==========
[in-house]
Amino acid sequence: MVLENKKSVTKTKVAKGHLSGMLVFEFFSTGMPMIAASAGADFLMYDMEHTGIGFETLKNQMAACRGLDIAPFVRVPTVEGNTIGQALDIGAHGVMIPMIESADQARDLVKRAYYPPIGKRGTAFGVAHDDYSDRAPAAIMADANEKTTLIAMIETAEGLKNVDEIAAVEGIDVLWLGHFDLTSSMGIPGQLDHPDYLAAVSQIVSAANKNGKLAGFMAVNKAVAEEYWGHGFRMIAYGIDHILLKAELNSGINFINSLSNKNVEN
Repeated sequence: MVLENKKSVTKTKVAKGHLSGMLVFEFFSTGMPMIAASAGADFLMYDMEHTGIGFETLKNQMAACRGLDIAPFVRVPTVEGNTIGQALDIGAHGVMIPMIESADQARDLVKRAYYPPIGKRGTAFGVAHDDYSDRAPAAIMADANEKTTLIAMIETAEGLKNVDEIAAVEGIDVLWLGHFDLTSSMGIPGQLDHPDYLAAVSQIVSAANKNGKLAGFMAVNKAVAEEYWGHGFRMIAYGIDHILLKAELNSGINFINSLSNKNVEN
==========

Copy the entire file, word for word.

[in-house]
Amino acid sequence: MVLENKKSVTKTKVAKGHLSGMLVFEFFSTGMPMIAASAGADFLMYDMEHTGIGFETLKNQMAACRGLDIAPFVRVPTVEGNTIGQALDIGAHGVMIPMIESADQARDLVKRAYYPPIGKRGTAFGVAHDDYSDRAPAAIMADANEKTTLIAMIETAEGLKNVDEIAAVEGIDVLWLGHFDLTSSMGIPGQLDHPDYLAAVSQIVSAANKNGKLAGFMAVNKAVAEEYWGHGFRMIAYGIDHILLKAELNSGINFINSLSNKNVEN
Repeated sequence: MVLENKKSVTKTKVAKGHLSGMLVFEFFSTGMPMIAASAGADFLMYDMEHTGIGFETLKNQMAACRGLDIAPFVRVPTVEGNTIGQALDIGAHGVMIPMIESADQARDLVKRAYYPPIGKRGTAFGVAHDDYSDRAPAAIMADANEKTTLIAMIETAEGLKNVDEIAAVEGIDVLWLGHFDLTSSMGIPGQLDHPDYLAAVSQIVSAANKNGKLAGFMAVNKAVAEEYWGHGFRMIAYGIDHILLKAELNSGINFINSLSNKNVEN